Sunday, September 30, 2007


We sat out church today (probably need to look for a new one) and just went to the Marriott for brunch.

We met a bunch of folks who moved here right when we did. It's a booming environment here in Hyderabad. Nice to connect with other westerners.

It's easy to get used to places like the Marriott's pool. Above is a picture.

Special note - our friend Susan Flynn came to India this past week to help some people in Karnataka with her medical knowledge. She came with a Charlotte church that was making a medical mission trip. We spoke to Susan this evening. It was great to hear from her, and we are grateful that people like Susan care about India. There is great need here, and Susan's love was evident in this great mission trip. Thanks Susan!

Saturday, September 29, 2007


OK, here's something a little odd about India. There is what they call "a third gender". These are the "hijras", almost always men who become , for all intents and purposes, women in Indian society. They either beg or take part in sex trade, or both. We first saw them when they came up to our window and begged. When the kids asked what they were, we had no idea. I have since done some research.

Earlier today we saw a bunch of them trying to crash a wedding. This is one of the things that they do - they crash weddings and tell foul jokes in the presence of the wedding guests until the patriarch gives them money to leave. It is a sign of his status how he can bribe them to go away. Their presence is seen as a sign of bad things to come. They stalk weddings to make money.

The guy today who was facing a crowd of them just looked angry.

They are also known as "eunuchs", although not many of them are actually castrated. These days more of them are becoming castrated because they hear stories of sex changes in Europe and the US, and castration is the Indian version.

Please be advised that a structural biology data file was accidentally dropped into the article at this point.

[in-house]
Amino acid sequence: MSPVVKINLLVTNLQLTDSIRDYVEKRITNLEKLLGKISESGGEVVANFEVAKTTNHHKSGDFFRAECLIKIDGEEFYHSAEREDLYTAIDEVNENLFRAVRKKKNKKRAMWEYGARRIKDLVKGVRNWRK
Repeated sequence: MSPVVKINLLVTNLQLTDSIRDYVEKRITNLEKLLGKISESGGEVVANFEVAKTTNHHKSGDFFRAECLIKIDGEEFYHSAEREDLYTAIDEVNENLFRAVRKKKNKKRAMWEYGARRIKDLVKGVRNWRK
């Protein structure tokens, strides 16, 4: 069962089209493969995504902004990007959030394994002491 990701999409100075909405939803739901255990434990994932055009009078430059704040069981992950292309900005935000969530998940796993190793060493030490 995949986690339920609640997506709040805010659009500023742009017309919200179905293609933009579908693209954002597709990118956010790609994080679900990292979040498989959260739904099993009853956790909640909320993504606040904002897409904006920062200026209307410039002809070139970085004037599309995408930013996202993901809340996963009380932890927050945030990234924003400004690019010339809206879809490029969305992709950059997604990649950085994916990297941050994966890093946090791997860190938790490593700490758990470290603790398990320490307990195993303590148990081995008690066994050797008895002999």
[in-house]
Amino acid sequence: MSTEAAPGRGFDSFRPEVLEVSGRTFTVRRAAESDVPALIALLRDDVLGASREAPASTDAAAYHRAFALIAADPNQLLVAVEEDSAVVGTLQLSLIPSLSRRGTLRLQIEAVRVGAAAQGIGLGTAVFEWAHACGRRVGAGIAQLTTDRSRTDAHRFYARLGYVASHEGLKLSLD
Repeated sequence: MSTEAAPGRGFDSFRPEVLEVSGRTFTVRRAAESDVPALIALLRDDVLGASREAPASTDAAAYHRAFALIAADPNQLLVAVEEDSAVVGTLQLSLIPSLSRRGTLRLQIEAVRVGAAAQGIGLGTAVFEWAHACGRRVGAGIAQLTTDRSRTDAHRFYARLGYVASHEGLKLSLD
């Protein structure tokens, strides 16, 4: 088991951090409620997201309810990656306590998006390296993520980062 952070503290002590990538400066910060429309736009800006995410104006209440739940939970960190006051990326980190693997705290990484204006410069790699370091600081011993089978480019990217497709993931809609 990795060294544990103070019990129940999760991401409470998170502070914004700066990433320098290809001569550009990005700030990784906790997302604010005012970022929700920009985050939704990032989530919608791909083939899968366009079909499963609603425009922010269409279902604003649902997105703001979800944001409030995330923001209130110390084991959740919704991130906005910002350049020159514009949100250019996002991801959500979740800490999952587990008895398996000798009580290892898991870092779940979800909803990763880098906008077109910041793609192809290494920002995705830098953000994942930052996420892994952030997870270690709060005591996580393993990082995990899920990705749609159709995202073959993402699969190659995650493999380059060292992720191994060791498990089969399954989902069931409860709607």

The Hijra live in Hijra communities, or families, and they are kept apart from the rest of society in many ways. They have been cast out by their families. They cannot get jobs in the normal trades.

There is a great deal of superstition about them (as there is about everything here). Hijras are believed to be able to cast spells of either a good or a bad nature. They are powerful in the Indian cosmology of superstition. Their wishes are believed to effect the gender of babies. People are very wary, respectful, and filled with malice toward these hijras.

The existence of this group is the result of two very inter-related Indian impulses. Categorize and sacralize.

Friday, September 28, 2007

Who would have thought?

Two of the twenty eight states in India are run by Communists. Who would have thought that anyone would consent to being ruled by communists? Yes, these are communists that are in power because someone voted them into office.

Inconceivable, yet real.

West Bengal is one of those states. It is right next to Bangaladesh and is where "Bengal tigers" are historically from.

The second state is Kerala, on the south-western coast of India. It is also run by Communists.

With that said, West Bengal is positioning itself as being the next place that should be the focal point of the tech boom here. And Kerala is filled with beautiful resorts that cater to European tourists.

Communists just aren't what they used to be.

Thursday, September 27, 2007

Pooja Room

Every Indian house where Hindus live has something called a "pooja room", a room in which a Hindu god is honored.

Over time, we will be Christianizing our pooja room. The first step was replacing the ornaments hanging from the door jamb with strings of fish, a Christian symbol.

More to come.....

Wednesday, September 26, 2007

Pics and a Poem

Getting the kids on the bus is something I do by walking them down the street. Here are some pictures. You'll see a guy retrieving water from the Untouchables Camp, as well as a group of security guards talking.

Aidan wrote a poem today at school. Here it is:

I started school a month ago,
A single friend I did not know.
Everyone from some place new,
Strangers now are very few.

His interest in the clarinet is growing. He found two keys that make a "peaceful" sound, per what he said.

The rangoli looked good today.

Tuesday, September 25, 2007

Ganesh Immersion